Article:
18 months ago I engaged a contractor to carry out a major refurbishment of our property. Practical completion was granted three months ago, subject to a list of defects. The contractor seems to have lost interest in correcting any of the defects or completing the outstanding work and whenever I speak to them they are rude, evasive and dismissive. I would like to have them out of my space as soon as possible. How can I achieve this? We signed up to a JCT Intermediate Building Contract with contractor's design.


The first point to make is that it is not good practice for a Practical Completion Certificate to be issued subject to a list of known defects that remain to be rectified or outstanding items to be completed. The issue of the Practical Completion Certificate means that the works are considered by your contract administrator to be complete - and "complete" in this context means that all of the contract works have been carried out and any defects must be insignificant and not affect the proper use of the building. If this is not the case then arguably your contract administrator has acted negligently in issuing PC. Your bargaining power to resolve the outstanding issues is significantly reduced post-PC; the contractor will have obtained one half of its retention money, and you are not able to claim liquidated damages relating to delays in carrying out post-PC work.

Turning to the question of what, practically, you can do if the contractor's obstructive attitude is preventing progress, the JCT contract provides a potential solution. Formal termination of the contractor's employment does not appear to be an option in your situation. A contractor's failure to proceed regularly and diligently with the works is an event which would allow the employer to terminate, but only before Practical Completion. Post-PC, the employer's termination rights are limited to events of contractor insolvency or corruption.

Is there any other way to effectively remove the contractor from the project? Under clause 2.30 of the JCT contract, it is clear that defects rectification work is not automatically to be carried out by the contractor. If defects or other faults are notified to the contractor not later than 14 days after expiry of the Rectification Period then they must be made good by the contractor at no cost to the employer. But the contract administrator may instruct otherwise, with the employer's consent - and remove the rectification work from the contractor, making an appropriate deduction from the contract sum in relation to any defects not made good.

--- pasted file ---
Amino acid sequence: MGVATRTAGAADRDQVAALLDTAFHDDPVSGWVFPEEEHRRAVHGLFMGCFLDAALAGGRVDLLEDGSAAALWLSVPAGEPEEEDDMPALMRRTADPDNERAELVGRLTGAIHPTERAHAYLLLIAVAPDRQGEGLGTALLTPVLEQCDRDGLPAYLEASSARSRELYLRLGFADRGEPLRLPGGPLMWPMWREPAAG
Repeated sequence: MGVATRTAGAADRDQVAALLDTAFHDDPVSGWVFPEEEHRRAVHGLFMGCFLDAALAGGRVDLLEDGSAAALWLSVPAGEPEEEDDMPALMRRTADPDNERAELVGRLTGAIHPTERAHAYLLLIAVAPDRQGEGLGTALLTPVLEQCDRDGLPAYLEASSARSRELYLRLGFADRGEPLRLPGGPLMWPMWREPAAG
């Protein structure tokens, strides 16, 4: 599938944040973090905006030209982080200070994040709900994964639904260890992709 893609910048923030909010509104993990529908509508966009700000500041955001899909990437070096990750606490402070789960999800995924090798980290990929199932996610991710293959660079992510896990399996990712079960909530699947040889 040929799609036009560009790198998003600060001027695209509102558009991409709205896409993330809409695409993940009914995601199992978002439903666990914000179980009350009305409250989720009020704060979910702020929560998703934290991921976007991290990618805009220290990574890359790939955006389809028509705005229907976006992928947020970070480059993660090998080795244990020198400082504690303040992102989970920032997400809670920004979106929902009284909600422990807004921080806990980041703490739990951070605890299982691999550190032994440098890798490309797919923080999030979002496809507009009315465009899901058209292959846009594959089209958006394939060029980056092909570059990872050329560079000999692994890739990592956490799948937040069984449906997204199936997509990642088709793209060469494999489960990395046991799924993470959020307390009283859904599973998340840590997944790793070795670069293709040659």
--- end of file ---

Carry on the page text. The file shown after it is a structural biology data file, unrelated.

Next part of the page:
Unfortunately, decided cases suggest that it is not open to an employer to use the clause 2.30 mechanism to take rectification work away from the contractor in order to give it to a different contractor. The clause 2.30 mechanism is available only for the employer to take rectification work away from the contractor if it decides it does not require this work to be done at all. The rectification of defects is the contractor's obligation; but it is also the contractor's right to be given the chance to carry out the work, if the employer wants the defects rectified at all.

A different mechanism, in clauses 3.8 and 3.9 of the JCT contract relating to contract administrator's instructions, is your best option. Clause 3.8 empowers the contract administrator to issue instructions to the contractor. You should check with the contract administrator - were the defective and outstanding works subject to a specific instruction or instructions given to the contractor? If not, the contract administrator should now issue the appropriate instruction setting out which of the defective or incomplete items are required to be rectified/completed and giving a reasonable, but finite, deadline for completing them.

If the contractor fails to comply with the instruction to rectify defects and complete outstanding items of work within the required timescale, then the contract administrator is entitled under clause 3.9 to give notice to the contractor requiring compliance. If within 7 days of such a notice the contractor still has not complied with the instruction, then you will be entitled to pay another contractor to rectify the defects and complete any outstanding items of work. The contractor will be liable for all additional costs you incur in connection with engaging a new contractor, and any appropriate deduction may be made from the contract sum.

This article was first seen in the Professional Housebuilder.